Len Tantillo was born and raised in upstate New York and attended Rhode Island School of Design. From 1969 to 1976 he worked as an architectural designer and acquired a working knowledge of building design and construction. During his apprenticeship the focus of his work shifted to visual presentation and in 1976 he began working as a free-lance architectural illustrator. In 1980, Tantillo was commissioned to depict a series of 19th century structures from archeological artifacts and historic documents. Similar projects followed, many of which were located along the banks of the Hudson River near Albany, New York. In 1984 Tantillo left commercial art and began the full-time pursuit of fine art. He has spent the last 22 years creating numerous historical and marine paintings, which have continued to draw a wide audience. Tantillo’s studio is located in southern Rensselaer County in upstate New York.
Len Tantillo is a fellow of the American Society of Marine Artists. Tantillo’s work has appeared in national exhibitions, books, periodicals, and television documentaries in the United States, the Netherlands, Belgium, Australia and New Zealand.
In November of 2000, Tantillo was awarded the prestigious Rudolph J. Schaefer Award at the 21st Annual Mystic International Exhibition at Mystic Seaport.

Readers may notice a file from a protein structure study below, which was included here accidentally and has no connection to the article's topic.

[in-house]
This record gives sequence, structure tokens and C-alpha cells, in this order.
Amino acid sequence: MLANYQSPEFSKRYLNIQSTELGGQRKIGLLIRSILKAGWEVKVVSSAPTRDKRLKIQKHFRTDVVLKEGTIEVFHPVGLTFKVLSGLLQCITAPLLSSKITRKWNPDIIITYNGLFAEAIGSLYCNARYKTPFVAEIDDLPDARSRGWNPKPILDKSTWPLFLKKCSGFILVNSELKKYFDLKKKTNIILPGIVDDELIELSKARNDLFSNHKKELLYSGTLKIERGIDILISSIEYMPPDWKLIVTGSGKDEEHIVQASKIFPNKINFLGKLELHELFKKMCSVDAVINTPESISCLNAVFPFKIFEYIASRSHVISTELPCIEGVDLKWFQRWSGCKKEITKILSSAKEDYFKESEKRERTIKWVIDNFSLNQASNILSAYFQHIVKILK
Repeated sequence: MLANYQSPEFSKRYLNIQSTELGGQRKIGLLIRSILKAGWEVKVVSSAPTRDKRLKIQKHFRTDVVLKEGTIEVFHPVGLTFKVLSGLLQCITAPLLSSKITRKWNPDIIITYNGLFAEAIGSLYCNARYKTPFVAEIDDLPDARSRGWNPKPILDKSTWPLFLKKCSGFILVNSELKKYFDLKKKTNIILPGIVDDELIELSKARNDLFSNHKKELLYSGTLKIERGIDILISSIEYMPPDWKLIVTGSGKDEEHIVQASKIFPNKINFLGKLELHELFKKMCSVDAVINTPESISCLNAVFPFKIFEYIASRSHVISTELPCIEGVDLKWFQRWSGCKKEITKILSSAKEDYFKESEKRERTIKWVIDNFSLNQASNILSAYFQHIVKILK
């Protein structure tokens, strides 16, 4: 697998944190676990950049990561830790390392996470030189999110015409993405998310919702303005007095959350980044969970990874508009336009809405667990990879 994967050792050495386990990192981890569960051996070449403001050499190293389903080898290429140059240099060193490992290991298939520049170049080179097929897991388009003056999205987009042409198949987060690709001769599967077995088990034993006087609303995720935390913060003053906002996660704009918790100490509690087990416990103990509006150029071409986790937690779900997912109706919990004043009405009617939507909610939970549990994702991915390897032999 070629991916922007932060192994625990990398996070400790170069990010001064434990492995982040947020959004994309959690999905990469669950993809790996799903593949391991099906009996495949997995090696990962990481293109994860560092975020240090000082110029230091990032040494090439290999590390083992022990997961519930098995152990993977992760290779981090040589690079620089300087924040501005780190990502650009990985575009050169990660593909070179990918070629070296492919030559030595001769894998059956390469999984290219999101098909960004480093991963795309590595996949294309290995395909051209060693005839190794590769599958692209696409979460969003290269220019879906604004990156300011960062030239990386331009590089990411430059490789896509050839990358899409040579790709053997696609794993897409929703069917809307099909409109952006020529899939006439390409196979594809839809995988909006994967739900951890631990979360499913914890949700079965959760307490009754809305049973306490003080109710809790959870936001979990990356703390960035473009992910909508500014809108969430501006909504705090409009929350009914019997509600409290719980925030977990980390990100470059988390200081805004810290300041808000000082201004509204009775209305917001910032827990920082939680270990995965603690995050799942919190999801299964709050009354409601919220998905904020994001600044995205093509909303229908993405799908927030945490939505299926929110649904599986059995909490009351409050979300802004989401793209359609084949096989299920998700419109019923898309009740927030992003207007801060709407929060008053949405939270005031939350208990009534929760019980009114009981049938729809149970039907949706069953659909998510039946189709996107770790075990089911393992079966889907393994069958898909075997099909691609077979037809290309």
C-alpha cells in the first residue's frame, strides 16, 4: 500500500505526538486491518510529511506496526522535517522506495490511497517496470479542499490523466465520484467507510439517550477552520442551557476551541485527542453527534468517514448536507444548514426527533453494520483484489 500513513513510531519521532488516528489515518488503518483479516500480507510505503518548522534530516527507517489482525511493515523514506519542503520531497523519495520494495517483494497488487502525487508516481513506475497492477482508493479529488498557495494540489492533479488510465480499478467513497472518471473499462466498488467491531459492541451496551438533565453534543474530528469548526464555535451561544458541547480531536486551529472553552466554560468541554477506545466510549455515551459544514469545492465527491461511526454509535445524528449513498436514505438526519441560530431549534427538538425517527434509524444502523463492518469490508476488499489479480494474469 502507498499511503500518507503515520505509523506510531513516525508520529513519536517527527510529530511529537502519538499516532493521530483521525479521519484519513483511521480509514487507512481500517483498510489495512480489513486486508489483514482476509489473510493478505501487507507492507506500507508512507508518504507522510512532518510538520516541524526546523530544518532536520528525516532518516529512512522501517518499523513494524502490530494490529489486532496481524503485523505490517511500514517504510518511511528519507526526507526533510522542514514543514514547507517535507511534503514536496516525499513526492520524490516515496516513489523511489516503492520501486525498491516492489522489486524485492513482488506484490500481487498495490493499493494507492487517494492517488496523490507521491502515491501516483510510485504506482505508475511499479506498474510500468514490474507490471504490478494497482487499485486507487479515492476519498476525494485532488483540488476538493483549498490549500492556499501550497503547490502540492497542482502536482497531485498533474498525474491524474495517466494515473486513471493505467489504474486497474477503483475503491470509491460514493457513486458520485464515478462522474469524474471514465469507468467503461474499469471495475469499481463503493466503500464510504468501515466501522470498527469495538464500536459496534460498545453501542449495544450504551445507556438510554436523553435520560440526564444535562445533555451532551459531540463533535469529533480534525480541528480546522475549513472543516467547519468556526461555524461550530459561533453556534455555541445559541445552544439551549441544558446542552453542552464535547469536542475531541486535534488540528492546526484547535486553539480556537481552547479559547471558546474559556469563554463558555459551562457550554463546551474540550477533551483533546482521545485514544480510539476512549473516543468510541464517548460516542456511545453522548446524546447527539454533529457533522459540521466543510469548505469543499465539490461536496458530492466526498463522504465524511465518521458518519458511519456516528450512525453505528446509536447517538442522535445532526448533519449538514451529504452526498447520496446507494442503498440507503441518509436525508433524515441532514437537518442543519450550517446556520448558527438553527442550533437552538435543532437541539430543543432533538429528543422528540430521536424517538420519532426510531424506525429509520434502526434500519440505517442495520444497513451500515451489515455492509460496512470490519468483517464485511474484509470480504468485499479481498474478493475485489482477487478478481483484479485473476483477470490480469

In May of 2002, Russell Sage College awarded Tantillo an honorary doctorate for contributions made by his artwork to public awareness of the maritime history of the Hudson River.
In March of 2004, Tantillo's artwork was the subject of a documentary produced for Public Television entitled, “Hudson River Journeys.” The program was a collaboration between Tantillo and Pete Seeger, and has aired nationally on over 200 stations.
In the summer of 2005, Tantillo was commissioned to create a painting for the American Wing of the Metropolitan Museum of Art. This work is part of a permanent presentation of Dutch Architecture in colonial America.
In September of 2009, his work was featured in the exhibition, “Hollanders and the Hudson” at the Westfries Museum in Hoorn, The Netherlands, and was attended by over 10,000 visitors from both the United States and Europe.